• Eighteen (18) hours in a workweek
  • Six (6) days in a workweek

Also, 14- and 15-years-olds may not work before 7:00 a.m. or after 7:00 p.m. on any given day.

When minors are enrolled in a work study program when school is in session, minors who are 14- and 15-years-old may work no more than:

  • Three (3) hours on any school day
  • Eight (8) hours on any day when school is not session
  • Twenty-three (23) hours in a workweek
  • Six (6) days in a workweek

Also, 14- and 15-years-olds enrolled in a work-study program may not work before 7:00 a.m. or after 7:00 p.m. on any given day.

When school is not in session

When school is not in session, minors who are 14- and 15-years-old may work no more than:

  • Eight (8) hours in a day
  • Forty (40) hours in a workweek
  • Six (6) days in a workweek

Also, 14- and 15-years olds may not work before 7:00 a.m. or after 7:00 p.m. on any given day except:

  • Between June 21 and Labor Day youth may work until 9:00 p.m.
  • When the youth works as a junior counselor or counselor-in-training at a children’s camp during June, July, and August.

Youth who are 14 or 15 may work during school hours if they work at the school cafeteria  at the school they attend. NY Labor Law 131

In what occupations can 14- and 15-year-old youth not work?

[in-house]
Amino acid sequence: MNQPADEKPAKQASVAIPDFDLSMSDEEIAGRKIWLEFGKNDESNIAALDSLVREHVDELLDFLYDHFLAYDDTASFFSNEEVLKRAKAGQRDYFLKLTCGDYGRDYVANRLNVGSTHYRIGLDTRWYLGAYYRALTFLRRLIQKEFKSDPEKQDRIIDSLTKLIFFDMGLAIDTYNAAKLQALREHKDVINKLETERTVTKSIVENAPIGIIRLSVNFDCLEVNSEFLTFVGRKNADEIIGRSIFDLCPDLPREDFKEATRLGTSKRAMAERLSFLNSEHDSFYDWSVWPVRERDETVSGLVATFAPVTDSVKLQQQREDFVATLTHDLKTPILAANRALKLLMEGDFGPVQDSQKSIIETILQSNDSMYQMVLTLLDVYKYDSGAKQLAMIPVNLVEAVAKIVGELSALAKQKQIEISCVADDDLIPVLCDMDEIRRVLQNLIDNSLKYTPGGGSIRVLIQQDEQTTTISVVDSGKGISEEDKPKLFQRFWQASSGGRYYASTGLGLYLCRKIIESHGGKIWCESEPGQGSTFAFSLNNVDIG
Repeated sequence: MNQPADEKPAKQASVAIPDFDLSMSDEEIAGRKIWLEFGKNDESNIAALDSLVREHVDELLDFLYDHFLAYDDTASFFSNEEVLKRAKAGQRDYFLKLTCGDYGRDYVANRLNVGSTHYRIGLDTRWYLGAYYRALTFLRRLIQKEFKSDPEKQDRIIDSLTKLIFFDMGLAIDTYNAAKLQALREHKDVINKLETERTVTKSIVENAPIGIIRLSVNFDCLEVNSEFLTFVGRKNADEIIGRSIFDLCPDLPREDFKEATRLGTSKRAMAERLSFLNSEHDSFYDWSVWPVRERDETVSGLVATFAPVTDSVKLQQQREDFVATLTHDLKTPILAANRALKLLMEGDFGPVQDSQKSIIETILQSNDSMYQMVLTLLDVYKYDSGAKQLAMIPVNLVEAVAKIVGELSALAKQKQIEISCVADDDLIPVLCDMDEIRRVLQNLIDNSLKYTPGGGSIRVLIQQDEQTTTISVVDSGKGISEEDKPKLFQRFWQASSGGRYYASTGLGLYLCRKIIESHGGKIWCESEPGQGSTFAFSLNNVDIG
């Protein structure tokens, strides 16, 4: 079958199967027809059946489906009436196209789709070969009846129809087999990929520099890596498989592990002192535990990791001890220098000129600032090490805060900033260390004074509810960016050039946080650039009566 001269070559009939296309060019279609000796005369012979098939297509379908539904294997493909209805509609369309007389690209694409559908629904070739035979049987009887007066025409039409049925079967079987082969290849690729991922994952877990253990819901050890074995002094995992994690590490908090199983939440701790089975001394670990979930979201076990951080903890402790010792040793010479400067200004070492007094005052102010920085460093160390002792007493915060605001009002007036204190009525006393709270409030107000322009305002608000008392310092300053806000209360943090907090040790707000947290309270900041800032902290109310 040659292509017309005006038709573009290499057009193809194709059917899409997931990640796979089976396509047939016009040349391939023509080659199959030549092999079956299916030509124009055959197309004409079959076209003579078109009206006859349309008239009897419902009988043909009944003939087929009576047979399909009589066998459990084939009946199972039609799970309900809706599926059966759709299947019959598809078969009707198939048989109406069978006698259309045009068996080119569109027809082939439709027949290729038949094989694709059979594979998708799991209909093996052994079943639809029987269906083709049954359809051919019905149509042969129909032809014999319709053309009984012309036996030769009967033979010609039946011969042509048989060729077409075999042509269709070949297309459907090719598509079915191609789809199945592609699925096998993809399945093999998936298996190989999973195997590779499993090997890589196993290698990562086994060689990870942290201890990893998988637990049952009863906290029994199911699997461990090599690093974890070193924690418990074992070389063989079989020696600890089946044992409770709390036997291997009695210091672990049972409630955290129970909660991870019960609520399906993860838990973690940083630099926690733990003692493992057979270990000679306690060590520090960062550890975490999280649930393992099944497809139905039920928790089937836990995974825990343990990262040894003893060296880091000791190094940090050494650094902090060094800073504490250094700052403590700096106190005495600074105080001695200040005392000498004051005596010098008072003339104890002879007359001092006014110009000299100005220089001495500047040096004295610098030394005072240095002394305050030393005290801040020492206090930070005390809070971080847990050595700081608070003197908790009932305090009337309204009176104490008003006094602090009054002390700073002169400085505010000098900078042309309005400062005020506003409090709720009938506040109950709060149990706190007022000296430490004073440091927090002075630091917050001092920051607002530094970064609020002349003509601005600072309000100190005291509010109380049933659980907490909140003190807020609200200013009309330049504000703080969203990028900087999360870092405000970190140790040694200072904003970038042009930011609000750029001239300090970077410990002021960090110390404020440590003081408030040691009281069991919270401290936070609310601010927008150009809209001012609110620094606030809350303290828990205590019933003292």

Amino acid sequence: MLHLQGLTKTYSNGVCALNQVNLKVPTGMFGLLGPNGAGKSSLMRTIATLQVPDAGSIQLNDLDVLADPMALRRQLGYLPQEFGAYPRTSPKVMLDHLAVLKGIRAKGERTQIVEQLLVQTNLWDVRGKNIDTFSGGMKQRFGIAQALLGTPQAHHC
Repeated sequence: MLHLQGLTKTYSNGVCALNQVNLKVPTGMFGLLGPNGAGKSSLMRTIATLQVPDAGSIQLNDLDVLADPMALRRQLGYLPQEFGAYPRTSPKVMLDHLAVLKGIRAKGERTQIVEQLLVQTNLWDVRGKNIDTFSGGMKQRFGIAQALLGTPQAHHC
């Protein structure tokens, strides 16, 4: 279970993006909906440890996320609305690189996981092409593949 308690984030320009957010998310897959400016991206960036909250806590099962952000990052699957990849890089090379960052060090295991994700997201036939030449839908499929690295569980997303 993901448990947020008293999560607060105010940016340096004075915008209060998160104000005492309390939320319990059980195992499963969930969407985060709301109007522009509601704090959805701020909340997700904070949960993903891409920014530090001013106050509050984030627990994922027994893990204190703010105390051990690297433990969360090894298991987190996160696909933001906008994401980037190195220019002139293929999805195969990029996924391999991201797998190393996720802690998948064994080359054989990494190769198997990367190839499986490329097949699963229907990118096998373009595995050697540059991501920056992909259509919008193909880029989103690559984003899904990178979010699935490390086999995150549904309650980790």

New York child labor laws prohibit 14- and 15-year-olds from working the following occupations:

  • Any work 16- and 17-year-olds may not perform
  • painting or exterior cleaning in connection with maintaining a building or structure;
  • in or in connection with factories except for clerical work and light deliveries and the office where the work is performed is enclosed and separate from the manufacturing area.
  • work in dry cleaning stores, tailor shops, shoe repair shops, and other similar shops that clean, press, alter, repair, or dye articles or goods that involves dangerous machinery, equipment, or chemical processes.
  • operation of washing, grinding, cutting, slicing, pressing or mixing machinery;
  • work in institutions in the department of mental hygiene unless the youth’s work involves participation in recreation and leisure activities, social skills development, companionship and/or entertainment as part of an organized volunteer program approved by NY’s commissioner of mental hygiene

NY Labor Law 131, NY Labor Law 133, NY Reg. 12: 185.2


What are the work rules for youth 13-years-old or younger? 

In New York, employers generally may not hire youth who are 13-years-old and younger.  The only instances where employees may employ minors who are 13-years-old and younger include minors:

  • Child performers and models
  • Newspaper carrier
    • 11, 12, or 13-years-olds working as a newspaper carrier consistent with NY Educ. Law 3228.
  • Home farm or other outdoor work
    • 12 or 13-years-old and are employed by a parent or guardian either on the home farm or at other outdoor work not connected with or for any trade, business, or service
    • are not otherwise required to be in school consistent with NY Educ. Law.
  • Harvesting work
    • 12 or 13 years of age
    • the minor is accompanied by a parent or has presented the written consent of a parent or party with whom he or she resides to the employer
    • assists in the handwork harvest of berries, fruits, and vegetables
    • outside school hours consistent with
    • works no more than a period of four (4) hours in any workday
    • between:
      • 9:00 a.m. to 4:00 p.m. from the first day after Labor Day through June 21